This communication aims to analyze the documentary made by Brazilian filmmaker Eliana Caffé, The Cambridge Squatter, made in 2016, from the point of view of reality and fiction, in view of the hybridization of genres proposed by the filmmaker. Caffé in his feature film mixes professional and social actors intertwining stories of migrants and refugees who find themselves living in what was once a luxury hotel in the downtown area of São Paulo, the Hotel Cambridge. For different reasons, they are in a situation of social vulnerability and in this collective space, they have one of the few possibilities of having a house, as well as food, in addition to being able to share stories and experiences ranging from refugees from the war in Congo to Syrians who left their country. The film also presents the situation of Brazilians, especially Northeasterners, who migrate from their places of origin in search of better living conditions, seeing this possibility in the city of São Paulo. In its political bias, it presents the various movements and NGOs involved in the struggle for the right to housing, and the problem of the abandonment of downtown and being occupied by “homeless” people. There are many themes punctuated in Caffé’s film, this communication will mainly address issues linked to this representation of poverty, the vulnerability of these people, and their struggle for a space of housing and social dignity, as well as the relationship and imbrication between the real and the fictional.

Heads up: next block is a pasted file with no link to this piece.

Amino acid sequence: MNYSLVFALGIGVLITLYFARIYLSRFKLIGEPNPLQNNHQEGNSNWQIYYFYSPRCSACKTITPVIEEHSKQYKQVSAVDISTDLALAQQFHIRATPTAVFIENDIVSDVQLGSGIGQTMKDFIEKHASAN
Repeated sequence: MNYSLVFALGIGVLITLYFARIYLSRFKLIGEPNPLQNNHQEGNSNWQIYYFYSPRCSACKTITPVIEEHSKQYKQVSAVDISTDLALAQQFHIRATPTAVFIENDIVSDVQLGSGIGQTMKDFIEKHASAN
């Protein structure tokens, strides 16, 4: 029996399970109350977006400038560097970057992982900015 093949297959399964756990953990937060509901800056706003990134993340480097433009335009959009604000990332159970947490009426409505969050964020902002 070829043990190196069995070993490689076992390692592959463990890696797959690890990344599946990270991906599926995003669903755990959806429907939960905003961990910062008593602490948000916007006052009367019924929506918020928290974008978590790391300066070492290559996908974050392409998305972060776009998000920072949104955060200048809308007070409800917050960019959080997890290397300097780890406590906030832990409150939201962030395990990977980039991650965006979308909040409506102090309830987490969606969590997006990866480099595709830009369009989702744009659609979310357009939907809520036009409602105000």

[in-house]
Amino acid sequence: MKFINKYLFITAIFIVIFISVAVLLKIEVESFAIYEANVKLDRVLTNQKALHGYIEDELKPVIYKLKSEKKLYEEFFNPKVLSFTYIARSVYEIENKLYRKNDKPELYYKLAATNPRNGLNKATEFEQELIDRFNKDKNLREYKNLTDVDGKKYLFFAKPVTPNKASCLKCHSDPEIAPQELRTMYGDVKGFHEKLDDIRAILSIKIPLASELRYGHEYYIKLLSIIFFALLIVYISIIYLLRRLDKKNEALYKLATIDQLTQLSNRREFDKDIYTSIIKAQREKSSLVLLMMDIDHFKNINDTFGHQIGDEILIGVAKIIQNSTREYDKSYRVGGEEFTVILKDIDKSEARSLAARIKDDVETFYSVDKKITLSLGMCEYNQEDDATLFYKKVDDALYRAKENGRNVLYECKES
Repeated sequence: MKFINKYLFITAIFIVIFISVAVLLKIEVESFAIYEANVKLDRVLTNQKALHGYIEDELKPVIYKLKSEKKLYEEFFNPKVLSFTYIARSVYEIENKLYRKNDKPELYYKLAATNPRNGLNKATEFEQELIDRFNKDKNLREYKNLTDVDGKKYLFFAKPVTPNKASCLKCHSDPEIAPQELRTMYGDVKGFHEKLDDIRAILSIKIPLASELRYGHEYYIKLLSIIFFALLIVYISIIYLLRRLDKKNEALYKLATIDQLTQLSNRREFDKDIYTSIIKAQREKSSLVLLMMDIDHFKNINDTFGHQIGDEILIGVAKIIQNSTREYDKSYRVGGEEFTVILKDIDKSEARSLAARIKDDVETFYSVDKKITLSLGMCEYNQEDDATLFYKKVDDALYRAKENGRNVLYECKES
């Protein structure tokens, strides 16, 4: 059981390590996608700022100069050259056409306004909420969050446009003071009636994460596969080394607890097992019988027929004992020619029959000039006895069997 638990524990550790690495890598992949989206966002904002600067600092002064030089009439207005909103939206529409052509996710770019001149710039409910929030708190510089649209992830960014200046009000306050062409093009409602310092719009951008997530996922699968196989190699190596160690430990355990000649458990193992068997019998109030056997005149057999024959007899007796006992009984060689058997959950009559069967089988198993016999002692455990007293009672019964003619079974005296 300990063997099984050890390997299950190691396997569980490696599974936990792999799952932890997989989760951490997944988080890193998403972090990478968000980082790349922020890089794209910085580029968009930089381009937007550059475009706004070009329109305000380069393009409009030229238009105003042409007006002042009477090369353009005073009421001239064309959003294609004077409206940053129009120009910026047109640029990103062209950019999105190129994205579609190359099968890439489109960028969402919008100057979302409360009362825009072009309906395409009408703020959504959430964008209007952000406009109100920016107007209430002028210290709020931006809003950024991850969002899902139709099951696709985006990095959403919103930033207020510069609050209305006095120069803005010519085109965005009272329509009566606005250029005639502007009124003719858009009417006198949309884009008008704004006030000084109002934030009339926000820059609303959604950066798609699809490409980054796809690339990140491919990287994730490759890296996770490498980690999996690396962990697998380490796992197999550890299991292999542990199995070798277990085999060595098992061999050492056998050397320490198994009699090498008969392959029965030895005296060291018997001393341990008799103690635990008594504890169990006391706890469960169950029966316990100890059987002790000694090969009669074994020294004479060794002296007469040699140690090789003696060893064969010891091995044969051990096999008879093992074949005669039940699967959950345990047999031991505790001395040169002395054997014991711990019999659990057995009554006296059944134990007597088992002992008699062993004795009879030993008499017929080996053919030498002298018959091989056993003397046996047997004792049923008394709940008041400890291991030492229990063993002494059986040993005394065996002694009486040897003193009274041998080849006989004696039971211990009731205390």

Este trabalho encontra-se publicado com a Licença Internacional Creative Commons Atribuição 4.0.
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